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A Guide to Making Your Own Mashups

peanut-butter-and-jelly-sandwich_0

(Whipped up by Drew Davidson)

The best things in life are mash-ups. Take food for example: Peanut Butter & Jelly; Chef Salad; Chocolate Milk; Cheese Omelets. Take two foods you like and slap ‘em together: Suppertime Mash-up!

Of course, you just can’t take two ingredients randomly and combine them. You have to have a sense for what two foods would blend well in the same pot.

It’s the same thing with board games. If you have a good understanding of games and know how to blend them, you could create some tasty mash-ups!

And you know we’ve all done it at one time. Remember “childhood”? That’s the word we give to the incubator where a toddler’s right hand and left hand come together with Frankenstein-like precision to combine two disparate toys into one plaything.

Hey, I used to do it to. I loved my Legos (a large set of basic pieces—no prefab kits) and would put them together in inventive ways to create my own Mouse Trap game, complete with race track (the individual pegs in the Legos were spaces on my “board”). The tokens?  My homemade ‘Creepy Crawlers!”

I’m still doing it today, looking for ways to enliven classics by blending them with newer games. And you can do it, too!

You could try creating games from scratch. All you need is inspiration, something that this Board Game Name Generator could provide. That may give you an idea of game types to combine. One page turned up the stimulating titles Word Warrior & Contra Dice.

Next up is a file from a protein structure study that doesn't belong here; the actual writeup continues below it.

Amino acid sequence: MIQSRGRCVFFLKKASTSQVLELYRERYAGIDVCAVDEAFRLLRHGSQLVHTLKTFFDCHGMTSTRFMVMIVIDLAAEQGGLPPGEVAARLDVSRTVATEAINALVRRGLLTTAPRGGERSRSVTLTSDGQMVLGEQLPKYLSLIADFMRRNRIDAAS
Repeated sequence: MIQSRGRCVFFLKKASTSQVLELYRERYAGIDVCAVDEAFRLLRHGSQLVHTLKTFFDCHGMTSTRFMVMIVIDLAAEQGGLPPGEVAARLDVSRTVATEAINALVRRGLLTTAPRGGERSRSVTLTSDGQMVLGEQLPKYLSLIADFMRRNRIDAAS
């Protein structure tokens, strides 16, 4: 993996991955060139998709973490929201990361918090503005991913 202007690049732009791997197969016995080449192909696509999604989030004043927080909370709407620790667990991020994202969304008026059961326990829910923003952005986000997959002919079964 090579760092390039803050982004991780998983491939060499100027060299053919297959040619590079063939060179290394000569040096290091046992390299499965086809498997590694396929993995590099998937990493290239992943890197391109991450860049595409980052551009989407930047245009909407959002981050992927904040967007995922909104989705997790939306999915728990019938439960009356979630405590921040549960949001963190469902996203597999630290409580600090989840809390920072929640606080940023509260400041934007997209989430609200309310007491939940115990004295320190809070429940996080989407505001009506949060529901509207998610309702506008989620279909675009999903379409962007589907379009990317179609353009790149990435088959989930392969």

Someone on Board Game Geek created a program that combined words from already published game titles. He made a list of mashed-up titles, including Zombie Armada; Totally Dice; Barber Duel; Mouse Catan; and Haunted Formula One. The latter two I would buy in a second, sight unseen….

While they may be good for inspirational purposes, nothing beats getting out all your games and pairing them off to see which ones blend. Focus on the four  main mash-up types,

1 – Games that share a common element, like cards

Our lifelong fascination with games likely began with a card game, like Go Fish! Well, a large number of modern games use a card mechanic. Why not introduce children to Ticket to Ride by telling them they can ask for—and steal—all of another player’s Blue cards!

(That would be the easiest way to build that difficult 7-card section on the Scandinavia board….)

Your first truly adult was also card-based, either Black Jack or Poker. A standard deck of cards could be folded into a game like Risk, to replace or supplement the cards that come with the game. What a cool way to gain more armies. The stronger the poker hand you turn in, the more reinforcements you get…. So, do you exchange the Two Pair, or hold out for a Full House?

2 – Games that share a common theme or purpose

This tends to be trickier, because the parts won’t naturally fit, but it will be the most soul-satisfying.

You could try mashing Chess with Twilight Struggle (and you’ll just have to put on the CD of Chess). Seriously! You can totally put chess pieces on a Twilight Struggle map!